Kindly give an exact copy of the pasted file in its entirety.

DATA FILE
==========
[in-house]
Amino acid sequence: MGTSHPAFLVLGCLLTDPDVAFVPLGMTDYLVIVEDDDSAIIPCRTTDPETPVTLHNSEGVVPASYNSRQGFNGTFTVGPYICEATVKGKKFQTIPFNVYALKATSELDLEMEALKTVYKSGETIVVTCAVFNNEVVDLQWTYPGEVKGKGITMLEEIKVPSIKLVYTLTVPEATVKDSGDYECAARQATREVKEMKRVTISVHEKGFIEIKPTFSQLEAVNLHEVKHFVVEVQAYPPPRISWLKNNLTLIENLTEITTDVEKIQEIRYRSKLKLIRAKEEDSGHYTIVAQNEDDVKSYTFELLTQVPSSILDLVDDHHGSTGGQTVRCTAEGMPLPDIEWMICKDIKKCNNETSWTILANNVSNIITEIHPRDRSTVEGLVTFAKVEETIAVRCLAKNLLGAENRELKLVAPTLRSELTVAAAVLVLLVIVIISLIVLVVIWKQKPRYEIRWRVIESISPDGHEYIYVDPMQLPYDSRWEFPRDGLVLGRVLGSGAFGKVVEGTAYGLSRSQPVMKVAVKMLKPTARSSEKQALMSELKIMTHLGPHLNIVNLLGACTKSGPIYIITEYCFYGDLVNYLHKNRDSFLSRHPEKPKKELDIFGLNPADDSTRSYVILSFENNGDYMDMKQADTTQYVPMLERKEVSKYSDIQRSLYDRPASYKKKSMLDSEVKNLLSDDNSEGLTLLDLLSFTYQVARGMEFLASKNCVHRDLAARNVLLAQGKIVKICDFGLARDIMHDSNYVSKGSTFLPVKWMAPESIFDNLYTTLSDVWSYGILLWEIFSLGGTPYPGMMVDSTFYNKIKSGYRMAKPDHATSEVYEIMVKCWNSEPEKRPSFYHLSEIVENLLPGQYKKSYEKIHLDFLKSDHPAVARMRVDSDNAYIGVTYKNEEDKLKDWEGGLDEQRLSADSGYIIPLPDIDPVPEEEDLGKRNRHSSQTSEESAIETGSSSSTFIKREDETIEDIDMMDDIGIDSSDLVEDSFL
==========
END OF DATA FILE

[in-house]
Amino acid sequence: MGTSHPAFLVLGCLLTDPDVAFVPLGMTDYLVIVEDDDSAIIPCRTTDPETPVTLHNSEGVVPASYNSRQGFNGTFTVGPYICEATVKGKKFQTIPFNVYALKATSELDLEMEALKTVYKSGETIVVTCAVFNNEVVDLQWTYPGEVKGKGITMLEEIKVPSIKLVYTLTVPEATVKDSGDYECAARQATREVKEMKRVTISVHEKGFIEIKPTFSQLEAVNLHEVKHFVVEVQAYPPPRISWLKNNLTLIENLTEITTDVEKIQEIRYRSKLKLIRAKEEDSGHYTIVAQNEDDVKSYTFELLTQVPSSILDLVDDHHGSTGGQTVRCTAEGMPLPDIEWMICKDIKKCNNETSWTILANNVSNIITEIHPRDRSTVEGLVTFAKVEETIAVRCLAKNLLGAENRELKLVAPTLRSELTVAAAVLVLLVIVIISLIVLVVIWKQKPRYEIRWRVIESISPDGHEYIYVDPMQLPYDSRWEFPRDGLVLGRVLGSGAFGKVVEGTAYGLSRSQPVMKVAVKMLKPTARSSEKQALMSELKIMTHLGPHLNIVNLLGACTKSGPIYIITEYCFYGDLVNYLHKNRDSFLSRHPEKPKKELDIFGLNPADDSTRSYVILSFENNGDYMDMKQADTTQYVPMLERKEVSKYSDIQRSLYDRPASYKKKSMLDSEVKNLLSDDNSEGLTLLDLLSFTYQVARGMEFLASKNCVHRDLAARNVLLAQGKIVKICDFGLARDIMHDSNYVSKGSTFLPVKWMAPESIFDNLYTTLSDVWSYGILLWEIFSLGGTPYPGMMVDSTFYNKIKSGYRMAKPDHATSEVYEIMVKCWNSEPEKRPSFYHLSEIVENLLPGQYKKSYEKIHLDFLKSDHPAVARMRVDSDNAYIGVTYKNEEDKLKDWEGGLDEQRLSADSGYIIPLPDIDPVPEEEDLGKRNRHSSQTSEESAIETGSSSSTFIKREDETIEDIDMMDDIGIDSSDLVEDSFL